The derivation of possible actions to initiate recovery measures forms one of the key challenges. Measures have to be defined for all provided scenarios, and their effects on the institution’s capital, liquidity, business model, profitability, payment transaction modalities and reputation have to be analyzed. The EBA specifies in its RTS draft (EBA/CP/2013/09) that, as a minimum, three scenarios have to be developed, for which a distinction has to be made between a slow and a fast progression. The prescribed scenarios include one that models system-wide shocks, one that addresses institution-specific risks and one integrated scenario that combines both of the aforementioned. Simulating the realization of the defined possible actions in the scenarios makes it possible to assess their effectiveness. Moreover, possible obstacles to the implementation can be identified and measures for their elimination can be initiated.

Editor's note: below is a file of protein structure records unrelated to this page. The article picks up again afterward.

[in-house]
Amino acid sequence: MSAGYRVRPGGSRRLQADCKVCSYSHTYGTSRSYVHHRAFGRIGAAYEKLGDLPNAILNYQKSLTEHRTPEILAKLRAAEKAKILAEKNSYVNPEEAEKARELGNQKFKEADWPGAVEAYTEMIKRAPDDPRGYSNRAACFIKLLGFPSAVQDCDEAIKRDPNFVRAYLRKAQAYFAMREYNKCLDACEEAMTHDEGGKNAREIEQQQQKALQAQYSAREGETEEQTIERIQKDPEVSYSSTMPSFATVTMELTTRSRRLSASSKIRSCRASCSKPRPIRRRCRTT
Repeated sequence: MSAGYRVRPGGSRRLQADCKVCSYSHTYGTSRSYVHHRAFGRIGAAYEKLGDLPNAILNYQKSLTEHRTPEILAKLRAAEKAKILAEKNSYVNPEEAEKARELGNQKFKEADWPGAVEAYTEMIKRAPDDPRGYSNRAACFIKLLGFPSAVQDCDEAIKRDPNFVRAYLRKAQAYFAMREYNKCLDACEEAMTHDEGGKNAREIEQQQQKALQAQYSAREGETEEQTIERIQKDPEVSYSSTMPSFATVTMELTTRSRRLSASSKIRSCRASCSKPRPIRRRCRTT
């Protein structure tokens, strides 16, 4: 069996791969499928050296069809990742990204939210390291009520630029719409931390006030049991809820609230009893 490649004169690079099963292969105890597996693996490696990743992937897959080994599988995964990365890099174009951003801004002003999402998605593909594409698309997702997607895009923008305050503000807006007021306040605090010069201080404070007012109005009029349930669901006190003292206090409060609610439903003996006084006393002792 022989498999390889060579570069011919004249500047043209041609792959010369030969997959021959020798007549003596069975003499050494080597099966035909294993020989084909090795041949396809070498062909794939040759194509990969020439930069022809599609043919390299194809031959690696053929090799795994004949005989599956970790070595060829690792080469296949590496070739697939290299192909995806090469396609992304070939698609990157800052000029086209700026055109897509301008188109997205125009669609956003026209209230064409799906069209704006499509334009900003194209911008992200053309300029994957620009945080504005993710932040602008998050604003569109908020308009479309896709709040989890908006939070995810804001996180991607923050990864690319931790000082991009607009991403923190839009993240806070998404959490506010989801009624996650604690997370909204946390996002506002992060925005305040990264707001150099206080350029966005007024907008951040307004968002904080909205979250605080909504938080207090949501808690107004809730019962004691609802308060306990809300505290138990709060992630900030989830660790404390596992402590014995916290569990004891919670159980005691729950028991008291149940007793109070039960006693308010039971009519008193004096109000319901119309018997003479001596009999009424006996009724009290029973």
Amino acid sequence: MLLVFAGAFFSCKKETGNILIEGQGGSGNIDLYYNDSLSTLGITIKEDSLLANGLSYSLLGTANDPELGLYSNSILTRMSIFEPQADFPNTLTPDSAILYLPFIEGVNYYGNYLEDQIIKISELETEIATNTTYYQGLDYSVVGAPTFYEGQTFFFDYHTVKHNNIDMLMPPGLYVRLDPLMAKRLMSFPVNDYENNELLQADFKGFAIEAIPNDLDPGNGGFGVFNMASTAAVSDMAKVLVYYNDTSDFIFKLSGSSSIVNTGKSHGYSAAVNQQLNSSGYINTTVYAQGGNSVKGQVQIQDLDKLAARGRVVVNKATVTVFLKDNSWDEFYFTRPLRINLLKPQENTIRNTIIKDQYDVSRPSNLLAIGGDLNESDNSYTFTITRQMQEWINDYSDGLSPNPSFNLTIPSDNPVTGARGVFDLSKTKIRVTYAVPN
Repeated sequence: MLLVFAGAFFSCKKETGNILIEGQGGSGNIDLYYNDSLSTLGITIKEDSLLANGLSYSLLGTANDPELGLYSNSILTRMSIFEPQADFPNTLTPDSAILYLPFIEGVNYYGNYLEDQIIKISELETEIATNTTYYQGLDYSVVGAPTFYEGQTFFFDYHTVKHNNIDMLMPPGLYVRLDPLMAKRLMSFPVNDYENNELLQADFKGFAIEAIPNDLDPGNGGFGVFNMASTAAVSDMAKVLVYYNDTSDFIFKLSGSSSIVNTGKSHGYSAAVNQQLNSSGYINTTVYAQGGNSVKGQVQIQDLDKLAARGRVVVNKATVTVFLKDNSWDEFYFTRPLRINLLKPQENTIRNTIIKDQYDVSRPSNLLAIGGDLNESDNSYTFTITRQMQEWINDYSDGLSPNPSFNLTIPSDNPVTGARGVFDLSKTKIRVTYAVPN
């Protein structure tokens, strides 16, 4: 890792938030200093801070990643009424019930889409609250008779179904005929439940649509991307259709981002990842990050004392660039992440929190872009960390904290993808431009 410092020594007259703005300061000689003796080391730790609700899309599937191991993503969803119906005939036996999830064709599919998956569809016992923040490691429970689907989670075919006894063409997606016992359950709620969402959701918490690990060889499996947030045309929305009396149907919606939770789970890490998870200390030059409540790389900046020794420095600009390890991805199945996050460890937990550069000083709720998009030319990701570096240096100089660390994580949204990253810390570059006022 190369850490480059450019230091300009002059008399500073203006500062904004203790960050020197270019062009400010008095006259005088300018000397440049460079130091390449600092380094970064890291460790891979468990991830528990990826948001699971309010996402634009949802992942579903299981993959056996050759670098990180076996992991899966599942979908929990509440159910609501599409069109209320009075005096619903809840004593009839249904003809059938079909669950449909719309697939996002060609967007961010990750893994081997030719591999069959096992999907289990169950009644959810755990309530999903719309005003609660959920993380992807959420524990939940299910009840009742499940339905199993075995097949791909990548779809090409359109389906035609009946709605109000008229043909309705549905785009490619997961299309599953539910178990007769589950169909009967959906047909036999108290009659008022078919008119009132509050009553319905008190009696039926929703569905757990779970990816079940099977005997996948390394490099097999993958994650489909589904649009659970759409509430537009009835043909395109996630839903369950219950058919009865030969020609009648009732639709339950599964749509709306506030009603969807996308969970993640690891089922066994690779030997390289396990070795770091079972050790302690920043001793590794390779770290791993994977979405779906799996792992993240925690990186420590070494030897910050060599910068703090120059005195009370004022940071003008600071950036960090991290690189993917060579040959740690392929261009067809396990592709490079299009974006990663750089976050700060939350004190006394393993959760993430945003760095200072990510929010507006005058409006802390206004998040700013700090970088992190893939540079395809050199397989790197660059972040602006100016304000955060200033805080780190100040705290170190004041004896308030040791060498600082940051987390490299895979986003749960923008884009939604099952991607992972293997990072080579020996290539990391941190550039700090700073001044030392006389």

RESOLUTION PLANNING

The resolution planning is defined in the SAG with a similarly high level of detail and is carried out by the FMSA, which is also responsible for assessing the resolvability of the institutions. An institution is considered resolvable if it can be resolved under the terms of the applicable insolvency laws or if the resolution can be carried out using resolution instruments. In both cases, it has to be ensured that the resolution does not have negative effects on the financial systems in Germany or the EU and that the separability and continuation of critical functions of the institution is guaranteed. If an institution is “not resolvable”, the EBA is informed immediately. In such a case, a call for amending measures can be expected shortly after, to make sure that resolvability is established. For the affected institution, these measures can imply significant structural changes regarding the business strategy and organization.